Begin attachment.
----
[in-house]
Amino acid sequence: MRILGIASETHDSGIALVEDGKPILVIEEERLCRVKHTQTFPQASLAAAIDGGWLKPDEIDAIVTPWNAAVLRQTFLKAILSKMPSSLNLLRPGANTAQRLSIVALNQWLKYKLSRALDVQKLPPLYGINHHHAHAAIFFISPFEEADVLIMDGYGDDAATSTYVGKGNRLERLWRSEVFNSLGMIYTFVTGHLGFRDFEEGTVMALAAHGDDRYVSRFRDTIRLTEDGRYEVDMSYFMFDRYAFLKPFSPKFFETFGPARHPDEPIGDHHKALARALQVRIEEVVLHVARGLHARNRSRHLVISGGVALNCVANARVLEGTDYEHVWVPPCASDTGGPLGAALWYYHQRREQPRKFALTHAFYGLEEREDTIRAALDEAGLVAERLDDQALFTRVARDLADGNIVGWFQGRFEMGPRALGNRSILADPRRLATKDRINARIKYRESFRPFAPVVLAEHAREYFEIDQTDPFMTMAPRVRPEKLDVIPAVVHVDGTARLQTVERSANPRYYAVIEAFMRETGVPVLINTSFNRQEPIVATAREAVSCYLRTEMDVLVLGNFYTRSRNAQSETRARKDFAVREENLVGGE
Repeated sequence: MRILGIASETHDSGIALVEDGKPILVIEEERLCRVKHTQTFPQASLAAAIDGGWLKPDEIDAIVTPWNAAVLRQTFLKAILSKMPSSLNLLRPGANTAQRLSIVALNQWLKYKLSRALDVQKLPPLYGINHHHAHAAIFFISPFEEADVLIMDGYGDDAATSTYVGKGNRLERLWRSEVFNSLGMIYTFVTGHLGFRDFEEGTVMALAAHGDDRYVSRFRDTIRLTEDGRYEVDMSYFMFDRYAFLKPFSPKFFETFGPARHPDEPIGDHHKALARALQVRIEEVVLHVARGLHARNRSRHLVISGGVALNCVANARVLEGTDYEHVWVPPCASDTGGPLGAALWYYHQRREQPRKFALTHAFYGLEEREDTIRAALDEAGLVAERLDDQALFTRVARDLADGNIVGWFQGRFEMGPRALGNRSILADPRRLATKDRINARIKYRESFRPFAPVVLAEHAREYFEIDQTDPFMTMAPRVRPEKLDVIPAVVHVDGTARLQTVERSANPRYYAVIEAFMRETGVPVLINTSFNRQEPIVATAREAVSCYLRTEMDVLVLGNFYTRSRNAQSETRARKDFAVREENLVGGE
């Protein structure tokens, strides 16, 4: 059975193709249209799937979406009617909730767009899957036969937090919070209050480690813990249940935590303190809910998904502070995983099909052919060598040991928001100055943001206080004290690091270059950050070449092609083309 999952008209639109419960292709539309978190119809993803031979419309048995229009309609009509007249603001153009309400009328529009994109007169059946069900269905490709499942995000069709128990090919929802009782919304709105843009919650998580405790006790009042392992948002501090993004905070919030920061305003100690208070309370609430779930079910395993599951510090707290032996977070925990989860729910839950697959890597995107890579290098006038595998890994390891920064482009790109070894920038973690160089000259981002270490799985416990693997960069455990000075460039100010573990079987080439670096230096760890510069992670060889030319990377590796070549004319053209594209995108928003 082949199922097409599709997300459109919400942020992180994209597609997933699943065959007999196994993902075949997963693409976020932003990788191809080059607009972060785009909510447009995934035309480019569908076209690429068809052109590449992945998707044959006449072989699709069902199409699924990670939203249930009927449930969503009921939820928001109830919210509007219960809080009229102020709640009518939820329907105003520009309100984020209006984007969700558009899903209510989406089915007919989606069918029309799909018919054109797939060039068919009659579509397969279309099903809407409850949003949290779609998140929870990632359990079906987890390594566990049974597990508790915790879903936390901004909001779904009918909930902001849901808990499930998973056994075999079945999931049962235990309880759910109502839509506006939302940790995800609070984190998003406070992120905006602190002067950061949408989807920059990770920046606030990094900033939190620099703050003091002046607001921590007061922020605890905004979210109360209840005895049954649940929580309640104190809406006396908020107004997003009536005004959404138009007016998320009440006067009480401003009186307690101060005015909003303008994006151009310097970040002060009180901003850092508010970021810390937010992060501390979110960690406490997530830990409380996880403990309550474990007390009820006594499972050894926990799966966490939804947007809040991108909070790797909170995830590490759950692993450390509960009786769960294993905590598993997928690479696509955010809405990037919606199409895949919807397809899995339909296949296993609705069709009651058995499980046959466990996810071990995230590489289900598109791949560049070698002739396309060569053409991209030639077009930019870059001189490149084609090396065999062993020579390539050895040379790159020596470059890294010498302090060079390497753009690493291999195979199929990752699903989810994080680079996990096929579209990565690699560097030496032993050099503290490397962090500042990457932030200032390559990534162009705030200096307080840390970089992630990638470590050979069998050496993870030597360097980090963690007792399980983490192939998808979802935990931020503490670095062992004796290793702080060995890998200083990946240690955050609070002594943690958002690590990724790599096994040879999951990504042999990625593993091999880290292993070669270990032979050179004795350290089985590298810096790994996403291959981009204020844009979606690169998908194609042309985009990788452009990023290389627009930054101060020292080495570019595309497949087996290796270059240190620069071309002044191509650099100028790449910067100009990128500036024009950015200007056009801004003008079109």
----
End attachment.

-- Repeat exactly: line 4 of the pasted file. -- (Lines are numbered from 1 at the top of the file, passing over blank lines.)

């Protein structure tokens, strides 16, 4: 059975193709249209799937979406009617909730767009899957036969937090919070209050480690813990249940935590303190809910998904502070995983099909052919060598040991928001100055943001206080004290690091270059950050070449092609083309 999952008209639109419960292709539309978190119809993803031979419309048995229009309609009509007249603001153009309400009328529009994109007169059946069900269905490709499942995000069709128990090919929802009782919304709105843009919650998580405790006790009042392992948002501090993004905070919030920061305003100690208070309370609430779930079910395993599951510090707290032996977070925990989860729910839950697959890597995107890579290098006038595998890994390891920064482009790109070894920038973690160089000259981002270490799985416990693997960069455990000075460039100010573990079987080439670096230096760890510069992670060889030319990377590796070549004319053209594209995108928003 082949199922097409599709997300459109919400942020992180994209597609997933699943065959007999196994993902075949997963693409976020932003990788191809080059607009972060785009909510447009995934035309480019569908076209690429068809052109590449992945998707044959006449072989699709069902199409699924990670939203249930009927449930969503009921939820928001109830919210509007219960809080009229102020709640009518939820329907105003520009309100984020209006984007969700558009899903209510989406089915007919989606069918029309799909018919054109797939060039068919009659579509397969279309099903809407409850949003949290779609998140929870990632359990079906987890390594566990049974597990508790915790879903936390901004909001779904009918909930902001849901808990499930998973056994075999079945999931049962235990309880759910109502839509506006939302940790995800609070984190998003406070992120905006602190002067950061949408989807920059990770920046606030990094900033939190620099703050003091002046607001921590007061922020605890905004979210109360209840005895049954649940929580309640104190809406006396908020107004997003009536005004959404138009007016998320009440006067009480401003009186307690101060005015909003303008994006151009310097970040002060009180901003850092508010970021810390937010992060501390979110960690406490997530830990409380996880403990309550474990007390009820006594499972050894926990799966966490939804947007809040991108909070790797909170995830590490759950692993450390509960009786769960294993905590598993997928690479696509955010809405990037919606199409895949919807397809899995339909296949296993609705069709009651058995499980046959466990996810071990995230590489289900598109791949560049070698002739396309060569053409991209030639077009930019870059001189490149084609090396065999062993020579390539050895040379790159020596470059890294010498302090060079390497753009690493291999195979199929990752699903989810994080680079996990096929579209990565690699560097030496032993050099503290490397962090500042990457932030200032390559990534162009705030200096307080840390970089992630990638470590050979069998050496993870030597360097980090963690007792399980983490192939998808979802935990931020503490670095062992004796290793702080060995890998200083990946240690955050609070002594943690958002690590990724790599096994040879999951990504042999990625593993091999880290292993070669270990032979050179004795350290089985590298810096790994996403291959981009204020844009979606690169998908194609042309985009990788452009990023290389627009930054101060020292080495570019595309497949087996290796270059240190620069071309002044191509650099100028790449910067100009990128500036024009950015200007056009801004003008079109």